Sally Eaglesfield believes managing a small practice is a matter of avoiding bureaucracy and finding practical solutions. Sally Eaglesfield is an associate at Delano Williams in Godalming, Surrey.
In a small firm, practice management and survival are one and the same thing. The two firms with which I am associated are surely not the only ones who occasionally feel in danger of being crushed under a mountain of red tape.
There is an endless string of rules: solicitors' accounts rules; best practice codes; legal aid franchising rules; professional development requirements; and this list of time consuming commandments looks set to grow. Unable to keep up with such a high level of bureaucracy, the two-partner outfit is left with just two options: give in to the growing pressure to become part of a larger firm, or hire a management consultant.
In terms of budget and image, the latter option is not viable for the smaller outfit. Independent types are not likely to turn to an outside discipline for advice in any case. Many small firms have allowed themselves to be swallowed up by larger practices, but those who value their independence are on their own.
Do the Law Society's good practice guidelines offer a practical solution to the pressing, everyday problems that come between a firm and its hard-core legal work? No. There may be small firms or sole practitioners who thrive on drawing up profitability graphs and making practice statements, but one cannot help feeling that they have missed their vocation.
Some of the society's guides are useful, but they are usually the ones that cost money. Much of the material on good practice is nicely printed and beautifully bound, but it is paid for by us solicitors and is simply a waste of space.
Technology makes it easier for the small practitioner to manage both work and business efficiently. But advances run in tandem with increased regulations, stringent accounts rules and ever-more demanding administrative measures in legal aid and civil legislation in general. IT helps in many burdensome areas, but where is the Law Society when it comes to advising on which legal software to purchase?
In a two-partner outfit, if there is enough time to attend management seminars then the likelihood is that there is not enough work. If there is enough work to reap any respectable profit, then there will not be the spare hours available to study expansion methods or to catch up on professional education.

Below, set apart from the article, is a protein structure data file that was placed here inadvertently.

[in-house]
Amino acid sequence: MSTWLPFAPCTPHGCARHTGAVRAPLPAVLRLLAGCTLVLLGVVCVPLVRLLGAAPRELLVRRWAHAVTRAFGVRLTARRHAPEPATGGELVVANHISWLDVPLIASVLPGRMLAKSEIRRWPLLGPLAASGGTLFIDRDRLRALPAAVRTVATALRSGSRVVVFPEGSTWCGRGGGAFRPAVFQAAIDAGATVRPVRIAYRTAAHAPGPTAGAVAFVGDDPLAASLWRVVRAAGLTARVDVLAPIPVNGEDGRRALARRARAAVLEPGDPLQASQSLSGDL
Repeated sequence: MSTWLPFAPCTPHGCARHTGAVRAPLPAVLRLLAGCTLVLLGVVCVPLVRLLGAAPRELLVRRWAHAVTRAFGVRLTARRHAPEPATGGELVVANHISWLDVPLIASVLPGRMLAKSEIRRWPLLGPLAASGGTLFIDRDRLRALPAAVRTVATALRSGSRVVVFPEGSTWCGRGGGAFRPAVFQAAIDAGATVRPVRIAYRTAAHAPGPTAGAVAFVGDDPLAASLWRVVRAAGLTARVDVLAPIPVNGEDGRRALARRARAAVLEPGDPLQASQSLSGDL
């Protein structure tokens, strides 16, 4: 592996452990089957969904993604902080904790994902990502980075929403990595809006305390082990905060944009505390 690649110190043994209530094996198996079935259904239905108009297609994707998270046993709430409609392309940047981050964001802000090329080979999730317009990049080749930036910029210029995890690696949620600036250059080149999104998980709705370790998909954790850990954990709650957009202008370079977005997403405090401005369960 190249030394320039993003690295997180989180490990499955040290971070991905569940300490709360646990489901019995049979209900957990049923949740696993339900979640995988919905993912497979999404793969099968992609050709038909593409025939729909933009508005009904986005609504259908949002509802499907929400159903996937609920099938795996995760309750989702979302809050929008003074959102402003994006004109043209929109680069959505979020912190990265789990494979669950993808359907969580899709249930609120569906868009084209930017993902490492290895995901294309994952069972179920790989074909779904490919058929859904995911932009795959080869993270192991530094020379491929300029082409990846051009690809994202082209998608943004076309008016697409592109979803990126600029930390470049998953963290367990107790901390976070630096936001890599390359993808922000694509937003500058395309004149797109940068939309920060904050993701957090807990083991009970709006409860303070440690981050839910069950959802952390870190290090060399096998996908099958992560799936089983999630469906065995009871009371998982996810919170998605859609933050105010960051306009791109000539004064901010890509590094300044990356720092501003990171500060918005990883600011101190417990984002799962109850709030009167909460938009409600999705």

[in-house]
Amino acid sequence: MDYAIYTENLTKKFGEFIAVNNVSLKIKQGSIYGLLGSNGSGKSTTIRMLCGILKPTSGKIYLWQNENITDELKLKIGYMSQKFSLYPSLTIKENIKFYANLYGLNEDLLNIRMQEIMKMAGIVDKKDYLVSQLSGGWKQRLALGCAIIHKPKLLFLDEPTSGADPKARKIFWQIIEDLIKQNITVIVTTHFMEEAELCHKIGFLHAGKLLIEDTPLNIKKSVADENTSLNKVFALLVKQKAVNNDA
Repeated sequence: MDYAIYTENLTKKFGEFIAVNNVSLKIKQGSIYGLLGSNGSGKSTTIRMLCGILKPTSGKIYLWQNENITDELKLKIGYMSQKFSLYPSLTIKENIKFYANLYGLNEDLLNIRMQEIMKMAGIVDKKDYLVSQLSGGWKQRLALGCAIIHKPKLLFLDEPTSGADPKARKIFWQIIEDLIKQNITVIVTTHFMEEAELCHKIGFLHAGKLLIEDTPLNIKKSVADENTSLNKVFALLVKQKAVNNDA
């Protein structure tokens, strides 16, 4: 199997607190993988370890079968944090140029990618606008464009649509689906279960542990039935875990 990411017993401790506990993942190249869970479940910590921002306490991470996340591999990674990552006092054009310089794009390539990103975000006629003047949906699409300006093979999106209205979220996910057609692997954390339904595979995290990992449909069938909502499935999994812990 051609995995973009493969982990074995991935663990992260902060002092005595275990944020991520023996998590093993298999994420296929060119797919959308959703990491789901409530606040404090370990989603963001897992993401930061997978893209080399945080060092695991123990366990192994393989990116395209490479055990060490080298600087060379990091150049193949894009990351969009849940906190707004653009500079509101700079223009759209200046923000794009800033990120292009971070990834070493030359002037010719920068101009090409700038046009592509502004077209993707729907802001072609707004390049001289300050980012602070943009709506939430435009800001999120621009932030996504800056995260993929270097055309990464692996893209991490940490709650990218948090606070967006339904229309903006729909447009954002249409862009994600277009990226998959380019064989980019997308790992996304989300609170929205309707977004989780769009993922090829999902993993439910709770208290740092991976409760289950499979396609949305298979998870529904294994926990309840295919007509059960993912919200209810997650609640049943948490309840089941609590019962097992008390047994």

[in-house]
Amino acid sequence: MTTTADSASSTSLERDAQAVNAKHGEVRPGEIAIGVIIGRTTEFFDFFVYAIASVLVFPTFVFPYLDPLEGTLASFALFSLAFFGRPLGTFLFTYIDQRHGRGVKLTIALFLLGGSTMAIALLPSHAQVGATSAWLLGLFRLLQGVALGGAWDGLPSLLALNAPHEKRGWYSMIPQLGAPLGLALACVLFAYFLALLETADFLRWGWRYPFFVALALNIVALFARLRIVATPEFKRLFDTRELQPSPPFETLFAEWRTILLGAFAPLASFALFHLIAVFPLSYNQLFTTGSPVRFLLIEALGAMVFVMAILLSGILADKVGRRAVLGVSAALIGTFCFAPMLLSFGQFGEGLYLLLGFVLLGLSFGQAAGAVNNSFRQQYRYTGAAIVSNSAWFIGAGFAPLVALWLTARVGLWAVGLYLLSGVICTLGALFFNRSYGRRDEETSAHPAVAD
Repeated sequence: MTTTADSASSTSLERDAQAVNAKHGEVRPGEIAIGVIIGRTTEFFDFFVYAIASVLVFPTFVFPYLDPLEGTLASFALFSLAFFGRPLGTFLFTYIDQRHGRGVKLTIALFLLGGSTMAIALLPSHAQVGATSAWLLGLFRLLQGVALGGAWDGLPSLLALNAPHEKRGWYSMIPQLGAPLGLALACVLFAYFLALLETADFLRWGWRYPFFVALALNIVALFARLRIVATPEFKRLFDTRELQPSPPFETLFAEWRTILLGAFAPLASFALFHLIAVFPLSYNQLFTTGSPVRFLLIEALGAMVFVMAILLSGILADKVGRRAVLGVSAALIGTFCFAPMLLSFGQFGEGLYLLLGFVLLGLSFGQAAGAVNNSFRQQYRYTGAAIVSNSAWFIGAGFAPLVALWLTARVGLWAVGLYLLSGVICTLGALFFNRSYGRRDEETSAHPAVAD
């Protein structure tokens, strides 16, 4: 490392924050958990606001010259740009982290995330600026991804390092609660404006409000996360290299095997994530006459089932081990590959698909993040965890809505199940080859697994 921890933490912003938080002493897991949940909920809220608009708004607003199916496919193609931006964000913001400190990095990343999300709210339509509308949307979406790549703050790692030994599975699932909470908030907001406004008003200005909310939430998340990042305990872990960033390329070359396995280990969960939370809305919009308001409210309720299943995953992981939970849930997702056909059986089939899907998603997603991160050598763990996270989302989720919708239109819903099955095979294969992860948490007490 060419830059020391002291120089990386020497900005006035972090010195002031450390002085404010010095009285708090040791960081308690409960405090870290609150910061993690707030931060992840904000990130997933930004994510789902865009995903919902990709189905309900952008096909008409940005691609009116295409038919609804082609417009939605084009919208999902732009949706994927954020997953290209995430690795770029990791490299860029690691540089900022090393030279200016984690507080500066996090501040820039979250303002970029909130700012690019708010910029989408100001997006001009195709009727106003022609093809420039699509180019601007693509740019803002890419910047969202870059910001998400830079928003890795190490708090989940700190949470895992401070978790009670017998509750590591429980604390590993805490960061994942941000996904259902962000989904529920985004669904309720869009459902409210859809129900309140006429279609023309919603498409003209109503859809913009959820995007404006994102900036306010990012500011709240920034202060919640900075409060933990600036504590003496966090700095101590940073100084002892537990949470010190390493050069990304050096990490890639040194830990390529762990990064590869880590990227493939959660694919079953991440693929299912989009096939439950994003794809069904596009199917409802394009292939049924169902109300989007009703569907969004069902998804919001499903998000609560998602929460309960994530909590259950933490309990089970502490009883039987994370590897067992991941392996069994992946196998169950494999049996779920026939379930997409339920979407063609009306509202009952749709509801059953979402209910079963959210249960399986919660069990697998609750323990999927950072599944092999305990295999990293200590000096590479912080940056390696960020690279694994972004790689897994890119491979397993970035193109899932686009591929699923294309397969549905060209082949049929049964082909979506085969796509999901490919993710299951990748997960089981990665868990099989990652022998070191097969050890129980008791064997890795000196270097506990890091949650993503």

In a small practice, sending a member of staff to a one-day course is not always practical. One progressive idea is that of legal education videos which can be viewed at the office or at home to save cost and time in completing CPD hours. Tapes can be stopped and started to avoid interruptions.
The structure of my firm, Delano Williams, is geared (by evolution rather than design) to save administrative and financial hours by using an associate and a consultant (rather than fee earners) for some specialised work.
Self-employed, a proportion of their fees is ploughed into the firm's profit. They have their own facilities and use the office resources as necessary, therefore cutting down on secretarial time and salary calculations.
Delano Williams also employs an accountant who visits once a week and, under staff guidance, ensures the firm is complying with the accounting rules and keeping the accounts in order. Without this service, days can be wasted chasing up invoices and balancing figures.
The alternative is in-house accountancy via a suitable computer program – but this again detracts from fee-earning time and can be expensive in terms of initial outlay.
Marketing and networking are essential survival tools. More can always be done in these spheres, but the small hindrance of earning a living gets in the way. Reciprocal referrals with estate agents provide a good source of business but my firm has not found advertising profitable in our chosen line of business.
Most small practices are reconsidering the type of work that will lead to high revenue. For example, Delano Williams still does some residential conveyancing but is looking towards encouraging more commercial conveyancing.
While legal aid cases will be steered towards bigger practices with the resources to comply with franchising regulations, smaller firms must develop more private client and specialist business. My firm already specialises in mediation and family work, but it is now aiming to develop additional niche areas of entertainment and media contracts and employment law.
Practice management boils down to personal management and survival strategy. It is experience rather than manuals filled with jargon that will teach us this.
Survival is a great teacher. It teaches you, for example, to bill each file every month to get in fees and to attach checklists to each conveyancing file to prevent the odd search being missed.
So far we have survived, but it is a constant balancing act. It would be comforting to feel that the Law Society was on our side rather than lurking like the grim reaper.